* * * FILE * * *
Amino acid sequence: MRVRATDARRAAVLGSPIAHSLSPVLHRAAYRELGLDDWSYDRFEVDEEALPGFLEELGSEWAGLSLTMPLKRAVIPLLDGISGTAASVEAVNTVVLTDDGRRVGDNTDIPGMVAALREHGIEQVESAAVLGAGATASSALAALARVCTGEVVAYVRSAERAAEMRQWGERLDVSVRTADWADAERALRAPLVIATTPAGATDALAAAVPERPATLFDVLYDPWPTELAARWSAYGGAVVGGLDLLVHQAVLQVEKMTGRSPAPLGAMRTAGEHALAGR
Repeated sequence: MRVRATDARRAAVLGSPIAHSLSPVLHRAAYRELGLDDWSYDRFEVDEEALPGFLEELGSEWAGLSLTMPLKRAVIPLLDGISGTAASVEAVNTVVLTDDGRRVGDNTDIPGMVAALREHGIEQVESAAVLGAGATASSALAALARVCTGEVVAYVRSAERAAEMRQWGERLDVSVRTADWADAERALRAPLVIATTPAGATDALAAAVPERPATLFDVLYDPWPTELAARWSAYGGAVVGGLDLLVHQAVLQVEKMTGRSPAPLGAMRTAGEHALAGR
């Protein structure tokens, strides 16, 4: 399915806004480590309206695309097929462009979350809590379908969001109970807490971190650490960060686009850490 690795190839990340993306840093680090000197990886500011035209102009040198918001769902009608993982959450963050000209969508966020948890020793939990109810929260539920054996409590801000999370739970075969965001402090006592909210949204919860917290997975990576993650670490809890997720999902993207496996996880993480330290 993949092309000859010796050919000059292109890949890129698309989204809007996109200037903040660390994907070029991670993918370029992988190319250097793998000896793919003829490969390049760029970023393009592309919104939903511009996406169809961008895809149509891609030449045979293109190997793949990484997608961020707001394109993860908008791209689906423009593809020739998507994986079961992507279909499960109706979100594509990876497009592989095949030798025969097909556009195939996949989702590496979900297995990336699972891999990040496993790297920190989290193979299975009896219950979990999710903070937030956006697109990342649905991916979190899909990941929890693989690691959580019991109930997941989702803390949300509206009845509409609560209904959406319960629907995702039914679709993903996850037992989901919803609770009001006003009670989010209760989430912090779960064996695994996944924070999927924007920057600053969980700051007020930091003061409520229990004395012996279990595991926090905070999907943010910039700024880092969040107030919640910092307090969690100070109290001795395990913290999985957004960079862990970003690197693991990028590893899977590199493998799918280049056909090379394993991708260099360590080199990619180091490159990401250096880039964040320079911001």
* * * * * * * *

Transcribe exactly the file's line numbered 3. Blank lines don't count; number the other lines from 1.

């Protein structure tokens, strides 16, 4: 399915806004480590309206695309097929462009979350809590379908969001109970807490971190650490960060686009850490 690795190839990340993306840093680090000197990886500011035209102009040198918001769902009608993982959450963050000209969508966020948890020793939990109810929260539920054996409590801000999370739970075969965001402090006592909210949204919860917290997975990576993650670490809890997720999902993207496996996880993480330290 993949092309000859010796050919000059292109890949890129698309989204809007996109200037903040660390994907070029991670993918370029992988190319250097793998000896793919003829490969390049760029970023393009592309919104939903511009996406169809961008895809149509891609030449045979293109190997793949990484997608961020707001394109993860908008791209689906423009593809020739998507994986079961992507279909499960109706979100594509990876497009592989095949030798025969097909556009195939996949989702590496979900297995990336699972891999990040496993790297920190989290193979299975009896219950979990999710903070937030956006697109990342649905991916979190899909990941929890693989690691959580019991109930997941989702803390949300509206009845509409609560209904959406319960629907995702039914679709993903996850037992989901919803609770009001006003009670989010209760989430912090779960064996695994996944924070999927924007920057600053969980700051007020930091003061409520229990004395012996279990595991926090905070999907943010910039700024880092969040107030919640910092307090969690100070109290001795395990913290999985957004960079862990970003690197693991990028590893899977590199493998799918280049056909090379394993991708260099360590080199990619180091490159990401250096880039964040320079911001």